The end of the open plan office? Workspaces get post-pandemic makeovers

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    By Jane Ross

    ONE-WAY corridors, buffer zones around desks, and clear plastic screens to guard against colleagues’ coughs and sneezes may become office standards after coronavirus stay-at-home orders are lifted, say occupational experts.

    Government-mandated lockdown orders to contain the global pandemic have radically changed how and where people work, with millions switching from office to the dining room and meetings moving to videoconference.

    As curbs are eased, offices are being redesigned to minimize transmission risk and prevent a second wave of coronavirus cases, which the U.S. Centers for Disease Control and Prevention has warned could hit the United States hard next winter.

    International real estate company Cushman & Wakefield, which has overseen the return of almost a million people to offices in China, has come up with a workplace design concept to help usher in the new iteration of office life.

    The concept uses the ‘six feet rule’ of social distancing to keep areas around desks empty. A prototype in the company’s Amsterdam offices shows clients how their spaces can be configured.

    “It comes down to some basic concepts, things like colored carpet or, in a less sophisticated or expensive application, taping off what six-feet workstations look like,” said Bill Knightly, who works on the company’s COVID-19 task force.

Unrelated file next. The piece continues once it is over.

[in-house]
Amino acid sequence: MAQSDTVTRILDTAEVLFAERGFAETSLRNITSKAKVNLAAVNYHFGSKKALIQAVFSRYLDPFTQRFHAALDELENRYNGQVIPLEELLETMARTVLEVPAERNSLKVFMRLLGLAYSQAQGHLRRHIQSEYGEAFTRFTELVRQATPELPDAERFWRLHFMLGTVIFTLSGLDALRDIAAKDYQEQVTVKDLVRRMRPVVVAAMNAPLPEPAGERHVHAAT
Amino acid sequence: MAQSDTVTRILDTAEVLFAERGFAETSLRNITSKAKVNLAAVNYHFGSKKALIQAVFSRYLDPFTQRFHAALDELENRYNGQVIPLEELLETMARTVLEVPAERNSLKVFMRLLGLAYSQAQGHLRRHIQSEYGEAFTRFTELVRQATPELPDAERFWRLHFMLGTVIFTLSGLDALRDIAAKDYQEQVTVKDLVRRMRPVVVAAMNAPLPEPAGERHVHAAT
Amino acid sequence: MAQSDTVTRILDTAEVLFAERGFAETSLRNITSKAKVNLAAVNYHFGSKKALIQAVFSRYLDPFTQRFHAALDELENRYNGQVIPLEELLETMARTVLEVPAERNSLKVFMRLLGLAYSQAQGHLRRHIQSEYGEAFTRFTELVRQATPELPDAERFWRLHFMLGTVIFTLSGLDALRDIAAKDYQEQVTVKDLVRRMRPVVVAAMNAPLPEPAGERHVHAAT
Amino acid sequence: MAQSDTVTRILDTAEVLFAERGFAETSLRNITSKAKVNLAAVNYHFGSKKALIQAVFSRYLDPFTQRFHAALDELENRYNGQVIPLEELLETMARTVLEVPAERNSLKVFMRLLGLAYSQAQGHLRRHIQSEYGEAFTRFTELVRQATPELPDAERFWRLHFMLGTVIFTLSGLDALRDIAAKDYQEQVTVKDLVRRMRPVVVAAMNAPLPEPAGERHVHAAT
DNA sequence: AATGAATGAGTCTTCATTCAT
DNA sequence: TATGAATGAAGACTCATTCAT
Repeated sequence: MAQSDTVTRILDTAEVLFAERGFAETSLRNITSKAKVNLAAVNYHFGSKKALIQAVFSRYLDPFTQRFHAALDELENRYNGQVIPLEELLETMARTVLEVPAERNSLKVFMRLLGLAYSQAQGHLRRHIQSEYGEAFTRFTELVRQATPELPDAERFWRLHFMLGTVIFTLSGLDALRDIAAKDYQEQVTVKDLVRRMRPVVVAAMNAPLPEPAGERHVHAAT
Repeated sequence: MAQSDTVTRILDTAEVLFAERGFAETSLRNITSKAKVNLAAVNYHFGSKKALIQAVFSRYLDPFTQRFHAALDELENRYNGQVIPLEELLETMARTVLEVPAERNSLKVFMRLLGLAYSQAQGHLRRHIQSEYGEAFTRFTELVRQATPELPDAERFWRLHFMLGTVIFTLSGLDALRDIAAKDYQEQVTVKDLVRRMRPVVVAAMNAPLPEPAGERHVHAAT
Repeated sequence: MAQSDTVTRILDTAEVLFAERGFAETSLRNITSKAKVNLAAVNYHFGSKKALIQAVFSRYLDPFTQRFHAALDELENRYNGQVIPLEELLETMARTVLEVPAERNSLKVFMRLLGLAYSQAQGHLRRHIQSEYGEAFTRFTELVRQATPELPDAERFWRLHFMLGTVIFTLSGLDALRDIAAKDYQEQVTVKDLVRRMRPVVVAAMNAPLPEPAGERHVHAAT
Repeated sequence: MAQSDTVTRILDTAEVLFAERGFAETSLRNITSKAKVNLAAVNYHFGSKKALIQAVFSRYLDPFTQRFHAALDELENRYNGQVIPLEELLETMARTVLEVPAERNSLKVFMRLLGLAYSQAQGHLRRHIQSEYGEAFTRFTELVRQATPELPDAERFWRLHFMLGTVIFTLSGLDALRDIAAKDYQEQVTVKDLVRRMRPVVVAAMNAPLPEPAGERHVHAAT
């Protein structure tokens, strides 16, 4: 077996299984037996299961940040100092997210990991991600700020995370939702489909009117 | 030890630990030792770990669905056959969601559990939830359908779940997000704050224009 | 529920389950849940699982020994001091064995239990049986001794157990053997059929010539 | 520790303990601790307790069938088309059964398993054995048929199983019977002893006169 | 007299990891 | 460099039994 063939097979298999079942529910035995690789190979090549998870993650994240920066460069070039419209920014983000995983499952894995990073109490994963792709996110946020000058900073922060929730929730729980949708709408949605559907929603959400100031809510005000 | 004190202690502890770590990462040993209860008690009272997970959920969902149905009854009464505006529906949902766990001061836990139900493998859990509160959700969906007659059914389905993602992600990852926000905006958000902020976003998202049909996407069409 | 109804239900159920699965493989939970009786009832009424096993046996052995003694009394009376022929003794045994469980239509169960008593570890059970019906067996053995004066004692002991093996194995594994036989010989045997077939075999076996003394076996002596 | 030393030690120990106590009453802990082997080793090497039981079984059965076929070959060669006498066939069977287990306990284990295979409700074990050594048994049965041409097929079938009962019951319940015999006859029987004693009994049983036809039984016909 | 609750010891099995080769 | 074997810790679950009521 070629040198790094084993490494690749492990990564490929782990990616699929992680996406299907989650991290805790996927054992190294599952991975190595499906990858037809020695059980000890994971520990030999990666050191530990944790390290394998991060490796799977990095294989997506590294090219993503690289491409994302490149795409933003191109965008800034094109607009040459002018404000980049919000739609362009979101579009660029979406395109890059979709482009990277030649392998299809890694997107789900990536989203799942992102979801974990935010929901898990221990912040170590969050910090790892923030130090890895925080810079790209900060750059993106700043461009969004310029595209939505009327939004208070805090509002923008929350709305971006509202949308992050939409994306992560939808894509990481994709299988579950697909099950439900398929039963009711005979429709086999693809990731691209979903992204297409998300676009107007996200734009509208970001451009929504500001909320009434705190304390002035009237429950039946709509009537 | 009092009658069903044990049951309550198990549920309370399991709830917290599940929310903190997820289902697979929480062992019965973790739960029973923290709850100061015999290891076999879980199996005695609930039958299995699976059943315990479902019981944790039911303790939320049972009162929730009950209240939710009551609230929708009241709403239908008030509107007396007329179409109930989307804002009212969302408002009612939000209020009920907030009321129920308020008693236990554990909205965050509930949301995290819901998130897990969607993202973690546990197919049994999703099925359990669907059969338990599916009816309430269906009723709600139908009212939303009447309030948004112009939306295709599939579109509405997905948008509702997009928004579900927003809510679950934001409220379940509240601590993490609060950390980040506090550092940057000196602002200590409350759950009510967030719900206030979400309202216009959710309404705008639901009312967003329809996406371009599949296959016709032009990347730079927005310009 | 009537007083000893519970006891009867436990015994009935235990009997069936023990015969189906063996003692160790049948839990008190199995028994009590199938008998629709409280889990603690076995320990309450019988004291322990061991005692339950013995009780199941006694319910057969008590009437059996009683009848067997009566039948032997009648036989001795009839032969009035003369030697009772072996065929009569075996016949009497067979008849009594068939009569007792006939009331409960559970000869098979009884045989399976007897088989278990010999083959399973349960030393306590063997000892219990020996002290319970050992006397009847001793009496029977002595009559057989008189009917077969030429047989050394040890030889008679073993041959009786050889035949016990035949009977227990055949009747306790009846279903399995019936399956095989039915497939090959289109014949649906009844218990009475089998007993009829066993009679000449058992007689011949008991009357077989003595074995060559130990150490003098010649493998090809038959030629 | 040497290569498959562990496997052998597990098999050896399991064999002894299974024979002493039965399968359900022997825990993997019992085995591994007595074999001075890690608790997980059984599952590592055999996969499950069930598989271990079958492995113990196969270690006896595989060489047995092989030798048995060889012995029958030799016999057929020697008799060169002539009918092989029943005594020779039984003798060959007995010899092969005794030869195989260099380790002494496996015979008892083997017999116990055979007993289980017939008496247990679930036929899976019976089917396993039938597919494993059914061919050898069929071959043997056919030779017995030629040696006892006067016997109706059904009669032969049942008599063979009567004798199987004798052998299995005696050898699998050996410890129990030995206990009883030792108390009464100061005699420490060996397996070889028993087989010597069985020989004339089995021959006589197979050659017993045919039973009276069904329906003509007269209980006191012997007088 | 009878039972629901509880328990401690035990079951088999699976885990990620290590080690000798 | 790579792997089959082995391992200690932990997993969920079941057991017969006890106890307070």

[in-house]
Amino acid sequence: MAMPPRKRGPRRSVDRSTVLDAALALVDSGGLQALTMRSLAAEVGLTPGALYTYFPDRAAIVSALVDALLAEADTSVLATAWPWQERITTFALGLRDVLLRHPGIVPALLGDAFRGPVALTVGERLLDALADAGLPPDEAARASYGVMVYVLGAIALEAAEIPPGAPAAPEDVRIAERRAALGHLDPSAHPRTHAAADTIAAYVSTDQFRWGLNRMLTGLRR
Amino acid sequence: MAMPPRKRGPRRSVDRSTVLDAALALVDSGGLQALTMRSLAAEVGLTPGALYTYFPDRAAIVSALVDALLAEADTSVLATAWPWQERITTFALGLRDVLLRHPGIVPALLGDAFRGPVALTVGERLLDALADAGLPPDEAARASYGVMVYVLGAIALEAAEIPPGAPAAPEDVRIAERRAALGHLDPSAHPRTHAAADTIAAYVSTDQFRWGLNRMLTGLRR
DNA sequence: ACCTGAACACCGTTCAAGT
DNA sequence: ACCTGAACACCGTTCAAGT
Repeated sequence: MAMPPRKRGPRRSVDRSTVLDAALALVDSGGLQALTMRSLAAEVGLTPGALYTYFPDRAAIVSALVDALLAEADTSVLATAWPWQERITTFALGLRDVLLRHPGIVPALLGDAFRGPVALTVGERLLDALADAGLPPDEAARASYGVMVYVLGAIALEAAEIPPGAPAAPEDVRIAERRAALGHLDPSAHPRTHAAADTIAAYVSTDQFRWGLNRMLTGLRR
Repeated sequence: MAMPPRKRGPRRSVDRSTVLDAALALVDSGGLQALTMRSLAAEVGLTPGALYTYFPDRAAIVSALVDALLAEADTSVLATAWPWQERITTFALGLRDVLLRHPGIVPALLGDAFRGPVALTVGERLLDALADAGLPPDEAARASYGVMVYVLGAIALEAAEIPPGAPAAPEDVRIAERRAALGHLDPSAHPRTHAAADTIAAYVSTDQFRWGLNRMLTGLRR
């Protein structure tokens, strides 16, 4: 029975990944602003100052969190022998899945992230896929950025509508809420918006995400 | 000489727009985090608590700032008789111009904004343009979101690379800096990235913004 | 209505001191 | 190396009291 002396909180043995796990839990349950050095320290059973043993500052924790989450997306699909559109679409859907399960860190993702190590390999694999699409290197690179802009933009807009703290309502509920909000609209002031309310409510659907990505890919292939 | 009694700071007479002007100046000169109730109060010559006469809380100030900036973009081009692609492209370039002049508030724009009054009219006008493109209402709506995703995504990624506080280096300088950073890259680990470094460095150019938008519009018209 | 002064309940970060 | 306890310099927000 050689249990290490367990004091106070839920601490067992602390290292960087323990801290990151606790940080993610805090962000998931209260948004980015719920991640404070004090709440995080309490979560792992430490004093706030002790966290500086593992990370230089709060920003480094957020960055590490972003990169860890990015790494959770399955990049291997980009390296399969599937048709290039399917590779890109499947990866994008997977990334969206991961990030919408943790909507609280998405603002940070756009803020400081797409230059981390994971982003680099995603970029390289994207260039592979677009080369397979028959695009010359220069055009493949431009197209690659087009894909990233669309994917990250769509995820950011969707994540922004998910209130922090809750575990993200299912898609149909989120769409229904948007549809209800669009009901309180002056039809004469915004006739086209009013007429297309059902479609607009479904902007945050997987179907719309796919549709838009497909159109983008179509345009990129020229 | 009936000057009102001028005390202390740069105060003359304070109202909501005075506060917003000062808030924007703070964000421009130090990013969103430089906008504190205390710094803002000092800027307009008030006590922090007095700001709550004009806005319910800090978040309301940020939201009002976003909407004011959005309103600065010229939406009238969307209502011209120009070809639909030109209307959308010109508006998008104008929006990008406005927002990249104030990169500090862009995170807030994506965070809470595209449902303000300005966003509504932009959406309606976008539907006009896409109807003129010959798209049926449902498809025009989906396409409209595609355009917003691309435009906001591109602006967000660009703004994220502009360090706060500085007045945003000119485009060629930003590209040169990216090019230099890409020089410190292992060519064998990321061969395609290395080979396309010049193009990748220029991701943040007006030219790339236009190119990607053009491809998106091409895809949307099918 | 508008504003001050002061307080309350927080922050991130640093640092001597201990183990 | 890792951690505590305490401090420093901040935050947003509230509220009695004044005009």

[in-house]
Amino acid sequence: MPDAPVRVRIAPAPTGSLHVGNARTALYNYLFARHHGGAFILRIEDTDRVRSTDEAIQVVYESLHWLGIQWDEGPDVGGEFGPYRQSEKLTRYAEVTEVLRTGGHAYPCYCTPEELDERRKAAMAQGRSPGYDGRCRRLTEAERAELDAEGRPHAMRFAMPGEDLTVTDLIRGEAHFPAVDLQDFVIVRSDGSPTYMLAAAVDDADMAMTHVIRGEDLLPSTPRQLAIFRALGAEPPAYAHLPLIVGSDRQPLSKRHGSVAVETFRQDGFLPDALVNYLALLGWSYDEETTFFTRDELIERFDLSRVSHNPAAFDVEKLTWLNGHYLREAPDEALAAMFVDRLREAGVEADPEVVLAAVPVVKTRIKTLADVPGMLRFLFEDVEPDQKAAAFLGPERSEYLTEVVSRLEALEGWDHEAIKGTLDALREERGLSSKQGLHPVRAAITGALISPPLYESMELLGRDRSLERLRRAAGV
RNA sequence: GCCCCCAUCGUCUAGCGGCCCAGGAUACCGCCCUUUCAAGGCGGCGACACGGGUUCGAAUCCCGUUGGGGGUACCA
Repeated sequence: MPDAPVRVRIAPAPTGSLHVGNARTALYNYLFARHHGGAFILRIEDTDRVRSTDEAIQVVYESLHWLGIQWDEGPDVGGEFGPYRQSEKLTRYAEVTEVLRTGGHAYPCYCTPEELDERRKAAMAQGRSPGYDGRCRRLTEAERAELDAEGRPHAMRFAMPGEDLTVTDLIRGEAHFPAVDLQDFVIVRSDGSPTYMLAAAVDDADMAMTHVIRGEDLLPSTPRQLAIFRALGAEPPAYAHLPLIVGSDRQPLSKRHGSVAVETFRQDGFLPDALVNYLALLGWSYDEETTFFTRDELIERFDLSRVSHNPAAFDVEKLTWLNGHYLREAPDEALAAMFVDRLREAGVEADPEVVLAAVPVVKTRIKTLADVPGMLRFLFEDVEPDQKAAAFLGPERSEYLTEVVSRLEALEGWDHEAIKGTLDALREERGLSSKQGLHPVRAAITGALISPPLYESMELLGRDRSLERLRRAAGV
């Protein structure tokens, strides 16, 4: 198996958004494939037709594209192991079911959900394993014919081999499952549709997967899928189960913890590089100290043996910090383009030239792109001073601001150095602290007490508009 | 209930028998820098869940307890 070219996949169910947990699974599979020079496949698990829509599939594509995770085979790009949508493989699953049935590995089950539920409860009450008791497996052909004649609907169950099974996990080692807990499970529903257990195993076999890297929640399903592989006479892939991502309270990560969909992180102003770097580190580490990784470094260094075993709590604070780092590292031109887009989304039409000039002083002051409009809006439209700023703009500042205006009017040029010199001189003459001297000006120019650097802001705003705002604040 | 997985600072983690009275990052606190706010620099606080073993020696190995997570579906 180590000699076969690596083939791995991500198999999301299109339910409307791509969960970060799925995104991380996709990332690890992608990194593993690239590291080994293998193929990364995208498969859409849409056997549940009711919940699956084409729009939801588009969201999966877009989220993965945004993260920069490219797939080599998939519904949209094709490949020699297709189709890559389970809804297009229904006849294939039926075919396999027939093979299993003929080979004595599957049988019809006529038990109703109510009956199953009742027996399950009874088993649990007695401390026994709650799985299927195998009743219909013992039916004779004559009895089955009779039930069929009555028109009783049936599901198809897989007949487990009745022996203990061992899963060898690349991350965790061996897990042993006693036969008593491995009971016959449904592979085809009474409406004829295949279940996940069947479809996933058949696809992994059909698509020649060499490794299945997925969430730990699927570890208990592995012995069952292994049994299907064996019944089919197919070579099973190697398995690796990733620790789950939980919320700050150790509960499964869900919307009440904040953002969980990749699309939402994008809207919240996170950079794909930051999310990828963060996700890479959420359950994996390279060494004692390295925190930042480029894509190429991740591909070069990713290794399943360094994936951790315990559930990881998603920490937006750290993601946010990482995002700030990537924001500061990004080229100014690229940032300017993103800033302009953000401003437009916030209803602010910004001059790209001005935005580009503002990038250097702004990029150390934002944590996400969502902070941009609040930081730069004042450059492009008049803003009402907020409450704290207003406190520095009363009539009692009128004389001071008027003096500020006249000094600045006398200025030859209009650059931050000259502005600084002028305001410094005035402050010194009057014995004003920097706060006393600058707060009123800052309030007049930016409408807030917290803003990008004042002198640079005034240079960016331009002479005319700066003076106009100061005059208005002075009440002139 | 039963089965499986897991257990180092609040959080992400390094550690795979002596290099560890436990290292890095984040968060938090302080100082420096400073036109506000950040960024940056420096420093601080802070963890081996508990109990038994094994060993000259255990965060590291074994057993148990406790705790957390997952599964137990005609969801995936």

“So it’s very visual. In some cases, installing Plexiglas or some other form of sneeze or cough guards to give folks additional insurance.”

    For workers used to the social interactions in modern open-plan offices and hot desks shared by multiple employees, the changes could be hard to adapt to, said organizational psychologist Brad Bell, who has studied the impact of working remotely.

    “We’ve found that the more isolation that employees experience or perceive, that has a negative impact on a number of important outcomes… their satisfaction with their work,” said Bell, a professor of Human Resource Studies at Cornell University. “I think it can certainly lead to stress. It can undermine wellbeing.”

    Employers are seeing the benefits of remote work during the pandemic, Bell said, predicting some might move toward that model permanently.